Rebecca by Daphne du Maurier
“The letter R was the last to go, it twisted in the flame, it curled outwards for a moment, becoming larger than ever. Then it crumpled too; the flame destroyed it. It was not ashes even, it was feathery dust…I went and washed my hands in the basin. I felt better, much better. I had a clean, new feeling…”
When I think of gothic horror, the 1930s does not usually come to mind. But Rebecca du Maurier’s 1938 novel, Rebecca, has many elements of the genre: a mysterious ancestral home, ghostly legend (if not an actual ghost), romance, and a gloomy setting with an air of creeping suspense. It is also written in a style that evokes Charlotte Bronte’s Jane Eyre.
“If only there could be an invention that bottled up a memory, like scent. And it never faded, and it never got stale. And then, when one wanted it, the bottle could be uncorked, and it would be like living the moment all over again.”
Set mainly in Cornwall on the English Coast, the novel centers around an unnamed young woman, recently married to Maxim de Winter, who arrives to the isolated Manderley estate to find a home that still appears to be mourning the drowning death of Rebecca de Winter, the first Mrs. de Winter. As we come to find out, all is not as it appears, and the second Mrs. de Winter (we never find out what her first name is), is confronted with the mystery surrounding Rebecca’s death.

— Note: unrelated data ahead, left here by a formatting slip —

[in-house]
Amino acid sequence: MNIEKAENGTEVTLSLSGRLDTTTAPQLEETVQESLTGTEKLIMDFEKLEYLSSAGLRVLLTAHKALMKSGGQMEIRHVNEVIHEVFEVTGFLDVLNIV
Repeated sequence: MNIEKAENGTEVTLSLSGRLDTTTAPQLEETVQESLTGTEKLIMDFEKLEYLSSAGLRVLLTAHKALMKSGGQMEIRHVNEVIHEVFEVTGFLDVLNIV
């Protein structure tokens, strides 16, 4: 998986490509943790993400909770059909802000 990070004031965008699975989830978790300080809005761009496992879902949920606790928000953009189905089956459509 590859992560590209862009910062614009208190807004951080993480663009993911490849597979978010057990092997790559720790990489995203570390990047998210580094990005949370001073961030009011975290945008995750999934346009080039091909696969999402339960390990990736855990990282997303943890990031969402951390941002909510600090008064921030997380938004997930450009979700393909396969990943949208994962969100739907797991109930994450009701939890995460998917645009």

One of the most interesting characters in the novel is the frightening and slightly unstable housekeeper, Mrs Danvers. She is downright scary, and she definitely gave me the heebie-jeebies! She’s spiteful and manipulative, but she is also heartbroken and lost.
“Sometimes, when I walk along the corridor here, I fancy I hear her just behind me. That quick, light footstep. I could not mistake it anywhere…It’s almost as though I catch the sound of her dress sweeping the stairs as she comes down to dinner. Do you think she can see us, talking to one another now? Do you think the dead come back and watch the living?” ~Mrs Danvers
Rebecca is not a traditional ghost story. She does not roam the halls of Manderley as a spirit. Her haunting occurs through the memories of those that live at Manderley, and most especially through the memories of Mrs. Danvers. The reader gets the impression that everything one touches at Manderley is Rebecca’s, and there is no room in the large massive for anyone else, but most especially a second Mrs. de Winter.
If you love gothic fiction, Jane Eyre, or mysteries, I highly recommend this book! Rebecca is also a good introduction to someone looking to branch out and read more classics.
Rating: 4/5 stars